Crops for Urban Growing: 8 Edible Plants For Urban Gardens

Urban edible gardening lets your yard do double duty of beauty and practicality. Have fun combining edible plants with ornamentals.

A lush vegetable garden in woven stick containers
(Image credit: fotolinchen / Getty Images)

Wondering about urban edible gardening or which edible plants are best for urban gardeners? Multitasking has a bad rap, but in some cases it can work out well. What gardener wouldn’t want to make their yard beautiful and, at the same time, grow delicious, healthy food?

Edible landscaping is a thing, growing crops in a home garden. Space can sometimes be a problem, but that’s a challenge that can be solved with container gardening and vertical design.

Which Fruit and Vegetables Are Good for Urban Gardens?

Not every crop is perfect for small, residential spaces. But that’s not a surprise, since every garden has its own, limitations. You always have to select plants based on the size, sun exposure, soil type and weather. When you are selecting crops for urban gardens, you’ll have to take all of those issues into account. The plants have to be suited to the site.

Take a close look and determine how much sun your site gets - whether there is bright sun, low light or shade - and how long your growing season will be.

Finally, since these crops should also serve to make your yard pretty, select edible plants with ornamental value, like fruit trees, herbs, and edible flowers.

Eight Edible Plants for Urban Gardens of Any Size and Shape

Which edible plants to choose for your urban garden? Keep in mind the factors we mentioned above. Only select vegetable plants and fruiting shrubs that will mature during the growing season in your region, and if you select perennials, be certain that they will be happy in your hardiness zone.

To benefit the most from your edible crops, it’s also a good idea to plant prolific crops, plants that offer many veggies and crops over a long harvest season. A good design will pair companion plants that look great together and benefit each other in some way.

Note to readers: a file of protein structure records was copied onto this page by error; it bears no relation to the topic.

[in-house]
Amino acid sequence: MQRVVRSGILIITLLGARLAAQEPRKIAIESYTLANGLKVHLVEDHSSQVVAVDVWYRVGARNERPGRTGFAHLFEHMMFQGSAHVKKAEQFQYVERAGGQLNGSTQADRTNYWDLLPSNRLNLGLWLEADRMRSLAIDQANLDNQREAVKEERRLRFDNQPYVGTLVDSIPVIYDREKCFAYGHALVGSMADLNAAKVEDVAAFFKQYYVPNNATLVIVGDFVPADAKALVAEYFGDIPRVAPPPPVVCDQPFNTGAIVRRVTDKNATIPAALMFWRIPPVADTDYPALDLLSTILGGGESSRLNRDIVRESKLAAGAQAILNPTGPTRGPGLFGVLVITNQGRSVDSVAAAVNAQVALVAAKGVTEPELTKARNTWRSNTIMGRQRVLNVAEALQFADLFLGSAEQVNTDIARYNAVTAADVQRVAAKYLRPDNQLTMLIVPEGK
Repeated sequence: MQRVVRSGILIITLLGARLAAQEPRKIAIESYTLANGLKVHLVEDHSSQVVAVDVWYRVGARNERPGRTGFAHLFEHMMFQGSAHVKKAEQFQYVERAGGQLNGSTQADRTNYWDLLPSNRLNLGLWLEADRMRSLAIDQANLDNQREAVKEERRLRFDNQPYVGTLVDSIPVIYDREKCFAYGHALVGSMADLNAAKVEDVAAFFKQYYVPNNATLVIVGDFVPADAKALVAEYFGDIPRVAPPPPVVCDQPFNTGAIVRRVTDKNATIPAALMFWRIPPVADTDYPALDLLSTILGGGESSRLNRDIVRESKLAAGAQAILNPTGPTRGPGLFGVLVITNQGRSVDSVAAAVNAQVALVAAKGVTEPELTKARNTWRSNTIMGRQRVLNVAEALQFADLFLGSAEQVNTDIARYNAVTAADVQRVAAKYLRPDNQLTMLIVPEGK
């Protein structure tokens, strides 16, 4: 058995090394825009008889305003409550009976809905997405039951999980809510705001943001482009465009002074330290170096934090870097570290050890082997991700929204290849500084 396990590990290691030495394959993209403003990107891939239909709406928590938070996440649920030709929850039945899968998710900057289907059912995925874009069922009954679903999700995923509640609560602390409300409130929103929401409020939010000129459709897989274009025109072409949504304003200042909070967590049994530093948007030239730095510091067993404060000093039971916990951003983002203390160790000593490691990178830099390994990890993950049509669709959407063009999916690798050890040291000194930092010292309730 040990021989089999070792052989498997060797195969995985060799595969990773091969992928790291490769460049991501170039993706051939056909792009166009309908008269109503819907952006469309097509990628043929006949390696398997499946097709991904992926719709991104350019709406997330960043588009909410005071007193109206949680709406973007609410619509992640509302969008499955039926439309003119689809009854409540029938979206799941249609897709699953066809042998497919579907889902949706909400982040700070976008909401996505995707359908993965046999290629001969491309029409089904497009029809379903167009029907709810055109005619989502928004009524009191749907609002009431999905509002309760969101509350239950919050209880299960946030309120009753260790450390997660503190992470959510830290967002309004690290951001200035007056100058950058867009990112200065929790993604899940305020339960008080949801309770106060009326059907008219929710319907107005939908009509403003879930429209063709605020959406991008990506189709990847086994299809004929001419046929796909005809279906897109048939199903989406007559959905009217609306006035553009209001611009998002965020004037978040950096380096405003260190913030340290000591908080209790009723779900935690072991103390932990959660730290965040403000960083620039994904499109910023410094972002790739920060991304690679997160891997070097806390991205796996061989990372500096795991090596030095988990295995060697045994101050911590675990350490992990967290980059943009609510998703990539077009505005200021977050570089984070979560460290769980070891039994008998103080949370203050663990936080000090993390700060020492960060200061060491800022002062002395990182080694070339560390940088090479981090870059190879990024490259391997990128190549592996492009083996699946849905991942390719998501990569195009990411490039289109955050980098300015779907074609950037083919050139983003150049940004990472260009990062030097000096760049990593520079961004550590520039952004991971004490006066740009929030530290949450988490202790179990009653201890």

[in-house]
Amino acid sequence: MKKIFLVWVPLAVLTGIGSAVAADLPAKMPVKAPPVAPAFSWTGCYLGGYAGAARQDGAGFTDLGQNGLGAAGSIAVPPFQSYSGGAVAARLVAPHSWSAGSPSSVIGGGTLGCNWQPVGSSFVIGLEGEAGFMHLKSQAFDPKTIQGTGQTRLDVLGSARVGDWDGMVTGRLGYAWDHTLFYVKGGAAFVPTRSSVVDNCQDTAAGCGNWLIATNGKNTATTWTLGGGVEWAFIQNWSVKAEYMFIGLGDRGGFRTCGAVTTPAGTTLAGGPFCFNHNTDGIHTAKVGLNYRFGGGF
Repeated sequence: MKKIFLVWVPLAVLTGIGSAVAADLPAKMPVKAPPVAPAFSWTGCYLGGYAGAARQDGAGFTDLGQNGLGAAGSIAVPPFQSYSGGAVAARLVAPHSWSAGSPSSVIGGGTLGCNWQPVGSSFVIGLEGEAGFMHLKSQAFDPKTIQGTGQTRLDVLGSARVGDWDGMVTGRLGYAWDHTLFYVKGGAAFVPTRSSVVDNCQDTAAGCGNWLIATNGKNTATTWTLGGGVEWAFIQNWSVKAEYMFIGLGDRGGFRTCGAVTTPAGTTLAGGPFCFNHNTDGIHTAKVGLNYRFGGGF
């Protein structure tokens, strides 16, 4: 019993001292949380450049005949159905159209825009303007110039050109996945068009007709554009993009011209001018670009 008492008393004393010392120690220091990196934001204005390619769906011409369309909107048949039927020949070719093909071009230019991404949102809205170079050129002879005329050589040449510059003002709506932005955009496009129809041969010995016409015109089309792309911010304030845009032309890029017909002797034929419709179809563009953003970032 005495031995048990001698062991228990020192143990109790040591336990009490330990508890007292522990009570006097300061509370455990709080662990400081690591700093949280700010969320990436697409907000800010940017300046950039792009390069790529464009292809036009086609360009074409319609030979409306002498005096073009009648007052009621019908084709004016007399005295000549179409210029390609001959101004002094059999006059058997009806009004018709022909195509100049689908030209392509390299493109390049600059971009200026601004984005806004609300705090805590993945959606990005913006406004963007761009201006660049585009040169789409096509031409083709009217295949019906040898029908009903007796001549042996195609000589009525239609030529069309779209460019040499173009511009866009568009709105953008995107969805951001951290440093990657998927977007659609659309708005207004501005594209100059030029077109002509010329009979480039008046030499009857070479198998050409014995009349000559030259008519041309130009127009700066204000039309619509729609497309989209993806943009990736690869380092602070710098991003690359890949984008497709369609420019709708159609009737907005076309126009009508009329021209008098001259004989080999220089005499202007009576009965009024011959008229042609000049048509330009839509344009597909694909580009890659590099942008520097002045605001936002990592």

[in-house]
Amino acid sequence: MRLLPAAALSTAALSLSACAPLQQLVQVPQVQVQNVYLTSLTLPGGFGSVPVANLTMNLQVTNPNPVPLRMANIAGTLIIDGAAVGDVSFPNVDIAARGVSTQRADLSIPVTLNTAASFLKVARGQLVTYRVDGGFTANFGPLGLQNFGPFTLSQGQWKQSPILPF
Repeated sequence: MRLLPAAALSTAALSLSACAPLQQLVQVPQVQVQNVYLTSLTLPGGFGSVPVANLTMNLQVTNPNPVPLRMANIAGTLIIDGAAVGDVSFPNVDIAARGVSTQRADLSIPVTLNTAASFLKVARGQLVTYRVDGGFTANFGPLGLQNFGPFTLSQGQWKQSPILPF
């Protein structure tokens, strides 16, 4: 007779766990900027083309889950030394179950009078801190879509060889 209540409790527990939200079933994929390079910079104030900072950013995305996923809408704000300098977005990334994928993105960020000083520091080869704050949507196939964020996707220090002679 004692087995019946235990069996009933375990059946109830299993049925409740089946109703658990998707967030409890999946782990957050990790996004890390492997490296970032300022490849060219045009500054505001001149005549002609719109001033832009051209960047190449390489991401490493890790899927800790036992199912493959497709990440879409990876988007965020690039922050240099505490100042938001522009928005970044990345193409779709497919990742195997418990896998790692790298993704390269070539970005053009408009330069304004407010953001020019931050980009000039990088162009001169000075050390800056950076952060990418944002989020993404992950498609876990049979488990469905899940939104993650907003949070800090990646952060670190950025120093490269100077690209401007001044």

Vegetable For Urban Raised Beds

1. Swiss Chard

Beta vulgaris var. Cicla
USDA zones 3-10

Swiss chard care is easy! The beautiful ruffled leaves grow from a crown and come in deep, lovely colors with contrasting ribs and veins. And it tastes just as lovely. Plant in early spring or late summer in full sun. You can harvest it leaf by leaf all season long, making it one of the best plants for urban gardens. Easy to grow, easy to eat!

2. Beans

Phaseolus vulgaris, Phaseolus coccineus
USDA zones 3-10 or 11

Green beans are incredibly productive and grow well in a raised bed. They require little maintenance and also can replace nitrogen in the soil. If you only have a small space, choose bush beans that stay under 3 feet tall. If your space is narrow but tall enough, try growing pole beans vertically. They can grow to between 8 and 12 feet high, but stay relatively slender.

Beans are the crop that just keeps on giving, as new pods develop. They require well-draining loam and a full sun location. Some species start producing after 60 days, but some cultivars (Lazy Housewife) can be eaten young as snap beans.

Looking for plants to grow beneath the beans? Nasturtium, summer savory, and rosemary work well since they keep down beetles that can damage beans.

3. Cherry Tomatoes

Solanum lycopersicum
USDA zones 3-11

Growing cherry tomatoes in containers is perfect for when space is limited. Cherry tomatoes can grow in pots on the patio or in window boxes, and they can be moved around during the day to keep them in the sun. Pick an indeterminate variety if you have room for a tall vine (use a tomato cage!) since these vegetables ripen fruit all summer long. They are one of the best edible plants for vertical gardens. Determinants are more compact when space is limited but fruit earlier than regular tomatoes. Use a large pot to allow for their roots.